Hello full timers, could anyone advise what the cost would be to completely set up a laptop in a RV , also how it is done and aslo the best company re prices to go with, it would be nice to keep in touch with others,Prior Thank's Kojack
Depends on what you want it to do. I've seen laptops between 300 and 3300. I'd say a pretty good one could be had for about $1000. I got a HP package which included the laptop, speakers, printer and carrying case from Sam's Club for about that.
Thanks for advise hertig, I will check out sams club when i get over,where are you guys full timing, maybe we might run into you travelling across country, sorry i dont mean that really catch up with you,Regards Gary
Nope, not full timing, but will be spending time in Central Illinois this summer and Tucson the rest of the year. But I use a laptop for work, so as far as computers are concerned, I'm a 'full timer'
Just was in SWS Electronics in Tucson, AZ, and they had a line of 'micro' computers which might be appropriate for RVs. They use the 'mini' motherboard, and at a guess the case is maybe 8" x 8" x 16" deep. Plus one model built with laptop components, maybe 2" by 8" by 12". Prices were in the $500 to $1000 range. The line is called 'Shuttle', and their web site is www.swselectronics.com.
Also, Fry's Electronics Memorial Day sale is coming up, if you are lucky enough to be near one.
It also depends upon just what you mean by "set up." If all that you want is a computer, that is pretty easy. If you want internet from that computer, then you need more. For travel, it is wise to select a computer that comes with built in modem and also Wifi. Most of them have it, or it is available and I strongly suggest that you get one that does. For internet you will also need some means of access to it. Some RV parks have Wifi available and it is becoming more common all of the time. It can be free, or for pay at as little as $3/day to as much as $8/day that I have seen. Then you could also get an "air card" from either Cingular or Verison for internet by cell carrier. Those cost only a couple of hundred dollars and they now work in nearly any populated area, but the low population rural areas don't have coverage and some never will. Another way to get it is to get internet from a satellite service, either from one of the automatic dish systems that cost about $5000 plus $100/month or get one of the portable tripod systems that cost between $800 and $1500 and then about $60/month. In our motorhome, my wife and I each have our own laptop, we travel with a portable Starband internet dish (also equipped to receive Dish Net TV) and we have that connected to a wireless router so that we can both use it, at the same time. Then we have a printer connected to the router so we can both use that and there is also a network hard drive (wireless drive) located across the room from the router, which keeps a back up copy of all data from either of the computers. So there are many different options, depending upon just what you want and plan to do. We didn't start with all of this but have slowly aquired it over the seven years that we have been fulltime.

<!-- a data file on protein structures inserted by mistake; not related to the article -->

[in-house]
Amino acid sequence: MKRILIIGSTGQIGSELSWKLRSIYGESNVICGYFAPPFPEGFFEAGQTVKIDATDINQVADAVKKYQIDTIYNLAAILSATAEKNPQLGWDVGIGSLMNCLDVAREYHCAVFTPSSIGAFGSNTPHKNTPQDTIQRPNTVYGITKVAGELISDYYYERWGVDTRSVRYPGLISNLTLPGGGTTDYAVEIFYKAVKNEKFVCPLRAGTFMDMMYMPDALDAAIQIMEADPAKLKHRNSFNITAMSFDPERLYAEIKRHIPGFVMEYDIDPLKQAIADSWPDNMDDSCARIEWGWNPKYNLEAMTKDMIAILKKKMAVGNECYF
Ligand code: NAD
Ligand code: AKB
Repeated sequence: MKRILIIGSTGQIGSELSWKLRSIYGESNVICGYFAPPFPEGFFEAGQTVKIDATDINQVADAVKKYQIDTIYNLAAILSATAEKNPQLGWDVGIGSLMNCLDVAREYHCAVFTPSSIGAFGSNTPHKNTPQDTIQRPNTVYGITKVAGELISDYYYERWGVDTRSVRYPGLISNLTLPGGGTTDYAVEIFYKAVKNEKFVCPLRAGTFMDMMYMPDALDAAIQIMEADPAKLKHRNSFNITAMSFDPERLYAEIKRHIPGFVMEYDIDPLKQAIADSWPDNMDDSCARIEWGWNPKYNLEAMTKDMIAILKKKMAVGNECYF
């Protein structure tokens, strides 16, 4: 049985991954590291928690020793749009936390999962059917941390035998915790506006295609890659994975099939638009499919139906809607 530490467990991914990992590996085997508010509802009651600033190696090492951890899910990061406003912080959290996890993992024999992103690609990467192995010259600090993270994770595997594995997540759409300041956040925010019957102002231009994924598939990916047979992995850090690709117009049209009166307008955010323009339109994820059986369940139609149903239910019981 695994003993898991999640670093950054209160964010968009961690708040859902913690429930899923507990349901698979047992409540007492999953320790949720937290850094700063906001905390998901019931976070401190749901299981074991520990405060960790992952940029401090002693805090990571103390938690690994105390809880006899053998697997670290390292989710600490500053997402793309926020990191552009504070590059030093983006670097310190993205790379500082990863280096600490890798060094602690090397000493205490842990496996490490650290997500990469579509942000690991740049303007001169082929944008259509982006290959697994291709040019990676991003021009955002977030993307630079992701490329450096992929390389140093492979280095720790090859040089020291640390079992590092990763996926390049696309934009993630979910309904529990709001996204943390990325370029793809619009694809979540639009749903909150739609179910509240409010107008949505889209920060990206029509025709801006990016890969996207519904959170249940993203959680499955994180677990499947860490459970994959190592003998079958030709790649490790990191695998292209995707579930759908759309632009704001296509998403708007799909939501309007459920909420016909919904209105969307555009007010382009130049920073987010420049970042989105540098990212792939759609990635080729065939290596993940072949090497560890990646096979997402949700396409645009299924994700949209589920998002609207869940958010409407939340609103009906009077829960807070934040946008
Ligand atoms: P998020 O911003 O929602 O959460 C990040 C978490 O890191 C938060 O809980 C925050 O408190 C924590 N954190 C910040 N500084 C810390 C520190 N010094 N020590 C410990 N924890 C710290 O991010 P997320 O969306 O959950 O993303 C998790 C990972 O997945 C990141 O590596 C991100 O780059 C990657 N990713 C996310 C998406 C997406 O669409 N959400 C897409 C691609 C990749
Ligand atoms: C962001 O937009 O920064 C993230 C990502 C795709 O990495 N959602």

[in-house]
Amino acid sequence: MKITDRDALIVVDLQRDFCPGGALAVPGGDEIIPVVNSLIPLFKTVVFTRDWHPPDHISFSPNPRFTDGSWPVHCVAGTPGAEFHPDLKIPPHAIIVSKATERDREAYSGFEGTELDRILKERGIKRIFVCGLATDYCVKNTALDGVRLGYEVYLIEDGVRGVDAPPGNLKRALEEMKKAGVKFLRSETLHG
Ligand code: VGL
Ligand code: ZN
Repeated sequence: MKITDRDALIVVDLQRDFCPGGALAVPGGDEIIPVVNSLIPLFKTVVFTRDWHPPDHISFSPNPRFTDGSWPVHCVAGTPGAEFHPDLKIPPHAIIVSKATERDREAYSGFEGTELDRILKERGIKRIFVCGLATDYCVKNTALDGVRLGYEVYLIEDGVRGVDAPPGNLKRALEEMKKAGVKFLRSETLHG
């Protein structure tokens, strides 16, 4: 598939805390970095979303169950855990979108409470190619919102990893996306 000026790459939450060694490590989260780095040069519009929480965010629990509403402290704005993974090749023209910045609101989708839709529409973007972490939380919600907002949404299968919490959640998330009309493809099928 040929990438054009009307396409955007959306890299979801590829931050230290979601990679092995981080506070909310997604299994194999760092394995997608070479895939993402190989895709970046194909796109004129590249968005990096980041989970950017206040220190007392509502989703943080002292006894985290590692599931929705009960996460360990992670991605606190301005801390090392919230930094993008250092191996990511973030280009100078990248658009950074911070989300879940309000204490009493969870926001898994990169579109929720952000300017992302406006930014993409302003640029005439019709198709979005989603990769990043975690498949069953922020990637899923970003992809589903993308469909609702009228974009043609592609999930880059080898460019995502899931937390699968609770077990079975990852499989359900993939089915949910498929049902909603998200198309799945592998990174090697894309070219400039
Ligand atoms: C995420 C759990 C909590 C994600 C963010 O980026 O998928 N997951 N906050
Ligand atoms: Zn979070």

The air cards are a essentially a cell phone, so require a contract. You may be able to get the same service over your existing cell phone for the same price as the air card (depending on the phone and your service), but without any additional contract. On the down side, you can't use your cell phone and the internet at the same time.
Hi Kirk & Hertig, thanks for all the info on Rv Computers and internet systems, I was after info to check re costs fitting into Rv so we could check re camp grounds contact our home and kids while we were away, so i will check out these items when we get over,so keep up the good work and enjoy helping others its great to be able to get the information, Regards Kojak
Les Doll, over at "The RVer's Corner" (http://www.rverscorner.com/) has a page up on his site detailing the new satellite Internet set-up he's installing. All the info you need about making satellite Internet connections, plus links to providers, time required to set up, costs, etc. Can be found at: http://www.rv-satellite-internet.com/
This is my first time using my laptop in my RV. The wifi connection was free and seems to be working. My laptop is a $500 Dell that was working great until the night before we left on our summer RV adventure. It crashed and had to be sent back to Dell for repairs. Fortunately they repaired it under warranty. Don't think I would buy a Dell again, but that is just an opinion. Seems like it should last longer than 8 mos before crashing.
So far wifi seems to work, however, not all the campgrounds have it and it isn't always free.